Better Place Electric Renault Fluence ZE In Israel: 1st Week Page 2

Follow Brian

2012 Renault Fluence ZE electric car, powered by Better Place in Israel [photo: Brian of London]

2012 Renault Fluence ZE electric car, powered by Better Place in Israel [photo: Brian of London]

Enlarge Photo

Driving on Israel's roads, the car is firm and stable. At high speeds, the center of gravity feels higher than ideal--I can imagine that in a sharp maneuver at speed, the tail could break loose. (I've driven and raced rear-wheel drive sports cars, so I know that feeling.)

The acceleration away from stoplights astonishes me, and other drivers too. It's ridiculously easy to activate the traction control and, in fact, with heavy-footed driving  it's not easy to pull away without at least a little wheel spin.

I prepaid Better Place (which covers all my electricity and battery switches) for a subscription that covers up to 50,000 miles (80,000 km) over four years.

That means it doesn't matter if I get home with a 20-percent charge or any other level. As long as I know I have a reasonable margin to reach my destination, I can drive as fast as road conditions and the law allow.

Until all 40 Better Place switch stations are open, I'm receiving a refund of half my monthly subscription fee. (The company says that more than 15,000 switches have been performed in the few stations it has open thus far.)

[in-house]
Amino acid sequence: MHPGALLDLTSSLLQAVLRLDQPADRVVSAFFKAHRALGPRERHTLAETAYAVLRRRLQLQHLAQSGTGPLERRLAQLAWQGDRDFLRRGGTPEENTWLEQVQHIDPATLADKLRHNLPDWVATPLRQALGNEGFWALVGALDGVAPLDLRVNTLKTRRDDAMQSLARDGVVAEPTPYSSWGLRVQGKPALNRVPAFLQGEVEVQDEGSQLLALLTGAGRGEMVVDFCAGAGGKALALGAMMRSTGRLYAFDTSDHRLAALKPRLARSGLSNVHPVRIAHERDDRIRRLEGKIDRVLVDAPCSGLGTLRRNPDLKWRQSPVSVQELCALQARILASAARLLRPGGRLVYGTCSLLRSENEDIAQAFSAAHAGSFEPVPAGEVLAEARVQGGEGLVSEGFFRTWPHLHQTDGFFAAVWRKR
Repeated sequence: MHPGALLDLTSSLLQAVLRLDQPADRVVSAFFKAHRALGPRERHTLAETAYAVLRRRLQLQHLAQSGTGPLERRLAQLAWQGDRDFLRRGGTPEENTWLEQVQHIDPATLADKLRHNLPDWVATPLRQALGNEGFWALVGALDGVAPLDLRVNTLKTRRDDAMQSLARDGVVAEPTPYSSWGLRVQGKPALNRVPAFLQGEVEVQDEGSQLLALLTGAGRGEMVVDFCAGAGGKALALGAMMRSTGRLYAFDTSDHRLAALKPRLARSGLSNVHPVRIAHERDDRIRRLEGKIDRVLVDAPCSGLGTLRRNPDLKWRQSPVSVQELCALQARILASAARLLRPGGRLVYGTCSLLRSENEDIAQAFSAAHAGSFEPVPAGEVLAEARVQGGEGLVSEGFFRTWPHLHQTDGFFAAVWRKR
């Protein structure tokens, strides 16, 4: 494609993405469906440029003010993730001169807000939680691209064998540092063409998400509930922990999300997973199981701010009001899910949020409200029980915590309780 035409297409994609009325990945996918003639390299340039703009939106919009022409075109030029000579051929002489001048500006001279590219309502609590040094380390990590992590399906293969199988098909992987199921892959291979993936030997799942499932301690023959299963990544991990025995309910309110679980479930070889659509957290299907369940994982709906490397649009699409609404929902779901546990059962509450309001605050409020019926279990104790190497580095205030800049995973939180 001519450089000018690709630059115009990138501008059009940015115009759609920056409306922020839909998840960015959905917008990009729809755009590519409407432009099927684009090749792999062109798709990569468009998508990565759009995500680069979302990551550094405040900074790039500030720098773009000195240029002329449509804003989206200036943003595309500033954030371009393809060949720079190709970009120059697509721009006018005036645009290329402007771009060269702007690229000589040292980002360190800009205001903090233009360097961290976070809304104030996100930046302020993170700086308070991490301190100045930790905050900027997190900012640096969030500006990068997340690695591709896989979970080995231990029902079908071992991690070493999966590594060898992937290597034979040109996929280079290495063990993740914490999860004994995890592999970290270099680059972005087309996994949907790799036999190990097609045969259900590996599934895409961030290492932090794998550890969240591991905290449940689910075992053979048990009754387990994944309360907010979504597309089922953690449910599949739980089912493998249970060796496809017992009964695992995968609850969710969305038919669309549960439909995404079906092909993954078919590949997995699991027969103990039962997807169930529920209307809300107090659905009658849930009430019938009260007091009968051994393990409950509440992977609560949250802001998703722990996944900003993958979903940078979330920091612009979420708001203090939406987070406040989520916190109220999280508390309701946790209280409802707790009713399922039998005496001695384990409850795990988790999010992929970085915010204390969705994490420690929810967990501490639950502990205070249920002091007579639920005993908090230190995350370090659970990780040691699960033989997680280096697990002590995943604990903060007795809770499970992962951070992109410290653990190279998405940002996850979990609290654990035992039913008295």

Right now, that makes driving a real bargain--but if I wanted to drive all the way to Eilat (350 miles to the south), there would be no way I could reach it.

By the end of the summer, I hope to be able to report on that trip.

Brian Thomas ("Brian of London") emigrated from the U.K. to Israel in 2009. He now drives a Renault Fluence ZE sold through Better Place--joining David Rose and other early Better Place customers. He owns and operates his own import company in Israel with more than 15 staff. Thomas regularly blogs at Israellycool about life in Israel, technology and business topics.


Follow GreenCarReports on Facebook and Twitter.

Follow Us

Comments (13)
  1. Brian, you said in the article that you prepaid your subscription up to 50,000 miles. What did that add to your total cost when you picked up your car? And if you don't mind me asking what was the final cost with the base price, additional options, and the 4 year prepaid subscription?

  2. I will do an article next on the exact price of the vehicle with a comparison to other new cars in Israel.

    Just as a teaser: I walked into a Chevy dealer this week: a brand new Chevy Malibu 2.4l with less equipment (i.e. no integrated sat nav and an inferior media system) costs almost exactly what I paid for my car INCLUDING four years of fuel.

    That's four years of fuel at just shy of $8 per gallon (today's price) for free. Can you see the attraction?

  3. Can you buy the car and not subscribe?

  4. No.

    Car is sold like a Chinese toy: batteries not included.

    See this for more details:

  5. That's one thing I don't like, when you can buy something but your stuck with a company telling you what your allowed to do with it. I want to buy or finance a car and be able to charge it where ever I want and have the ability to choose not to subscribe if I don't want to. I'm also not a fan of billing people to death, paying for a charge when your not at home is a simple purchase. But what will Better Place do if you stop paying, come and take the battery?